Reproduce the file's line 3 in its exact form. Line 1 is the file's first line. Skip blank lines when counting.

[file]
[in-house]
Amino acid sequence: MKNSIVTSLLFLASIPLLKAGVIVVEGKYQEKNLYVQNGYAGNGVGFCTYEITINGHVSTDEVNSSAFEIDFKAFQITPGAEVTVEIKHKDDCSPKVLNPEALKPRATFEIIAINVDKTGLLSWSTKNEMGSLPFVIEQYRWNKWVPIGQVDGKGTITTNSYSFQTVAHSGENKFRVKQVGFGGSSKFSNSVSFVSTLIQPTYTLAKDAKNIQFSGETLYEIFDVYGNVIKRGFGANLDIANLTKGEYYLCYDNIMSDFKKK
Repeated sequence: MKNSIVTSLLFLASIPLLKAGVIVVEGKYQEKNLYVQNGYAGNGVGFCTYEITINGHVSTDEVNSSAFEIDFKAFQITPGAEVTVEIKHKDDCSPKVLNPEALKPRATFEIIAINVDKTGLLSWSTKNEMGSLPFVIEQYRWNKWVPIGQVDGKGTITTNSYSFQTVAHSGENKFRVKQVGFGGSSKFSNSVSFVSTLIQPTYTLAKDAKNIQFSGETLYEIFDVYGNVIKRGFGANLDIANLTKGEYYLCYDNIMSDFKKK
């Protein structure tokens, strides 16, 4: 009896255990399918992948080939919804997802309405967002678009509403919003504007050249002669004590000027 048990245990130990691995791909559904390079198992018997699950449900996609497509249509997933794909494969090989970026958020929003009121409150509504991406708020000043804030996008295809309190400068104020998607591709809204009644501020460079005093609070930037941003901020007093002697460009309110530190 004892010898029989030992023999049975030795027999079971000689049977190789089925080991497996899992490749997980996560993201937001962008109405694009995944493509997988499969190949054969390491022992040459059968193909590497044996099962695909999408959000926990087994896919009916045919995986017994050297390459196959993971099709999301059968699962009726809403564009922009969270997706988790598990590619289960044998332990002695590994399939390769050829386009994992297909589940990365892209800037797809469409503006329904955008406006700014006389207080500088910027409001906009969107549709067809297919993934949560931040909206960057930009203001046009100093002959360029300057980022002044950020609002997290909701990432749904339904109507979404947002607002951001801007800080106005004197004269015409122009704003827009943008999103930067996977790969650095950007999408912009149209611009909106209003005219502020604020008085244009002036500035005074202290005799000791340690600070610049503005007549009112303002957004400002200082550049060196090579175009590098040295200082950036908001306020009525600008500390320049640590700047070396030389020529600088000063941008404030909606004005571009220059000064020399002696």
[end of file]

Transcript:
Repeated sequence: MKNSIVTSLLFLASIPLLKAGVIVVEGKYQEKNLYVQNGYAGNGVGFCTYEITINGHVSTDEVNSSAFEIDFKAFQITPGAEVTVEIKHKDDCSPKVLNPEALKPRATFEIIAINVDKTGLLSWSTKNEMGSLPFVIEQYRWNKWVPIGQVDGKGTITTNSYSFQTVAHSGENKFRVKQVGFGGSSKFSNSVSFVSTLIQPTYTLAKDAKNIQFSGETLYEIFDVYGNVIKRGFGANLDIANLTKGEYYLCYDNIMSDFKKK